Intrawest reports successful scal year | VailDaily.com
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Intrawest reports successful scal year

Kim Marquis
Summit Daily/Brad Odekirk Intrawest's build-out plan for Copper Mountain still has one more time to go before the Board of County Commissioners for final approval. In this view of the Burning Stones Plaza area, the new and the old form Copper's new center village base area.
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COPPER MOUNTAIN – Intrawest, owner of Copper Mountain and Winter Park resorts, issued a glowing company report Tuesday for its fiscal year that ended in June, despite the fact both of the company’s Colorado resorts recorded decreases in skier numbers for the 2003-2004 ski season. Copper Mountain saw an 8.8 percent decline in skier days and dropped below the 1 million mark by serving 931,143 skiers, compared to 1,058,016 during the prior season. Winter Park posted more skier days than Copper with 955,615 visits, a 4 percent decline from the resort’s 2002-2003 season.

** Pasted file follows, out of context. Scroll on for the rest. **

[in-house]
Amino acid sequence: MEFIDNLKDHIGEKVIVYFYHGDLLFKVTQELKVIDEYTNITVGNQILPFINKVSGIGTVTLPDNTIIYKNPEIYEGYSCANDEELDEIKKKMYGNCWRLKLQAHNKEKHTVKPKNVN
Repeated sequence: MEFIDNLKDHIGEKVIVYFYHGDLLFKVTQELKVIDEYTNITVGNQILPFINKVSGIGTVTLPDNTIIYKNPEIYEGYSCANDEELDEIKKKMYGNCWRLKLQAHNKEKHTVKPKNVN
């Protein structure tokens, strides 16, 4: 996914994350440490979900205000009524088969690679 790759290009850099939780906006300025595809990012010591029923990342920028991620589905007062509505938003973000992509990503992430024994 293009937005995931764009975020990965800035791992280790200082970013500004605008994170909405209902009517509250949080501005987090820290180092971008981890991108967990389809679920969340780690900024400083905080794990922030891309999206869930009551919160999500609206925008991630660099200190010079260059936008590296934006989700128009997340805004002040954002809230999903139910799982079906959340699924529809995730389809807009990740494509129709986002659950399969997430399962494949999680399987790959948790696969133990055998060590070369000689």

At Copper, only 230 inches of snow fell last year whereas the resort averages 280 inches annually, said spokeswoman Jamie Wilson. Warm temperatures in March also reduced visits from Colorado Front Range skiers, she said. “Although mountain conditions were great at the end of the season, warmer temperatures in the Front Range impacted their choice to drive up to the mountains,” Wilson said.Ski areas across the state logged a 3.4 percent decline in skier visits during last season.Executives at Intrawest also blamed weather Tuesday for a 3 percent reduction in skier numbers at the company’s Western resorts, which include its Colorado areas, Whistler/Blackcomb in British Columbia and Mammoth, Calif.

Skier visits were down 7 percent at its Eastern resorts. “From 9/11 up until now, these weren’t the easiest years for anyone in this industry,” said Joe Houssian, the company’s chief executive. “But that is behind us, and now we’ll move forward.”Intrawest pays down debtIntrawest’s revenues and net income were up over fiscal year 2003, but a substantial reduction in the company’s debt represented the brightest financial information for the year. This will allow the company to use increased cash flow to attract new customers, Houssian said.



The company reported $1.5 billion in revenue compared to $1.1 billion the previous year. “We overachieved on all our internal goals and projections,” Houssian said during a conference call. Net income totaled $60 million for the fiscal year, compared to $34 million in 2003.The company turned its balance sheet around by increasing cash flow to $423 million compared to a negative cash flow of $21 million last year. The cash


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